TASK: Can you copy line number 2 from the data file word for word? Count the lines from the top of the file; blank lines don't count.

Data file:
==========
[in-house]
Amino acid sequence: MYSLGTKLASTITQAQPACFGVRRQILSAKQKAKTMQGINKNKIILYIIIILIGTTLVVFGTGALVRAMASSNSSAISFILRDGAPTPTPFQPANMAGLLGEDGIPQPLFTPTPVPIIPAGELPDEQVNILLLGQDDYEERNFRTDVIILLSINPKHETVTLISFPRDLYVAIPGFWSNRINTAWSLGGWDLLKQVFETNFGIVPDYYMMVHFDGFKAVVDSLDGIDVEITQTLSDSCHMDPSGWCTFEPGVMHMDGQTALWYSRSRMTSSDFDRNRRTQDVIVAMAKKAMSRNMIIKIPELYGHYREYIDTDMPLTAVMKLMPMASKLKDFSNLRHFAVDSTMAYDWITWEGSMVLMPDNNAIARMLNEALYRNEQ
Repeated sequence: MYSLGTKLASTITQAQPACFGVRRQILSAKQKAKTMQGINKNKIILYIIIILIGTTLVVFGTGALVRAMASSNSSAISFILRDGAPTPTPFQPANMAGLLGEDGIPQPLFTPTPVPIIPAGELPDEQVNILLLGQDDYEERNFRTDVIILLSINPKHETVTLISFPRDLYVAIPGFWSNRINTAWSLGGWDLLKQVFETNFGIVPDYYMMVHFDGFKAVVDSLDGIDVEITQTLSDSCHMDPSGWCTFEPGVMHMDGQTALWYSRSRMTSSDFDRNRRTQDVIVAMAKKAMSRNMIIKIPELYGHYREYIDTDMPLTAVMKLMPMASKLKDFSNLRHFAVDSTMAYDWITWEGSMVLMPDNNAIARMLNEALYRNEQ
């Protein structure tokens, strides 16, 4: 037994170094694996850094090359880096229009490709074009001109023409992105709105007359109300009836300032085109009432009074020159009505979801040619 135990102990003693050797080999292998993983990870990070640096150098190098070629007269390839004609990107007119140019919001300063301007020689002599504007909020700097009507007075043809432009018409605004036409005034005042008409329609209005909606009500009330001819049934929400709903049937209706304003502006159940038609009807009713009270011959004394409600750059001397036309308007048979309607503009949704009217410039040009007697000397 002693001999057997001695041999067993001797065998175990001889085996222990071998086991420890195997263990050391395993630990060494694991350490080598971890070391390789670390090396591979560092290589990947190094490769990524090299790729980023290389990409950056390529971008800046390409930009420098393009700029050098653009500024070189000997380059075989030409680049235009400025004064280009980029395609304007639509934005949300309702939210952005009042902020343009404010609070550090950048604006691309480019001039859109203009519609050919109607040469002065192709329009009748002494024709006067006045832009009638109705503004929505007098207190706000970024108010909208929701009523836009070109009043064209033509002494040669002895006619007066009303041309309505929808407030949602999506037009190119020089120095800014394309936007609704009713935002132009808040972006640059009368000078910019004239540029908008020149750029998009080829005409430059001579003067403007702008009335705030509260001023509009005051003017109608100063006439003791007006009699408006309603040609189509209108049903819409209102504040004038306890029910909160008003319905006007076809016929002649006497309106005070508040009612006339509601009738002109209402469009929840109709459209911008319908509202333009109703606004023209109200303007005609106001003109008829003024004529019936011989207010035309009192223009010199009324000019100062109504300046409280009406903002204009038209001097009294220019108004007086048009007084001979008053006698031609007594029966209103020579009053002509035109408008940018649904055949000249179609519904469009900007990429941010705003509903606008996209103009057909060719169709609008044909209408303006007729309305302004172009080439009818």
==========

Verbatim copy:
Amino acid sequence: MYSLGTKLASTITQAQPACFGVRRQILSAKQKAKTMQGINKNKIILYIIIILIGTTLVVFGTGALVRAMASSNSSAISFILRDGAPTPTPFQPANMAGLLGEDGIPQPLFTPTPVPIIPAGELPDEQVNILLLGQDDYEERNFRTDVIILLSINPKHETVTLISFPRDLYVAIPGFWSNRINTAWSLGGWDLLKQVFETNFGIVPDYYMMVHFDGFKAVVDSLDGIDVEITQTLSDSCHMDPSGWCTFEPGVMHMDGQTALWYSRSRMTSSDFDRNRRTQDVIVAMAKKAMSRNMIIKIPELYGHYREYIDTDMPLTAVMKLMPMASKLKDFSNLRHFAVDSTMAYDWITWEGSMVLMPDNNAIARMLNEALYRNEQ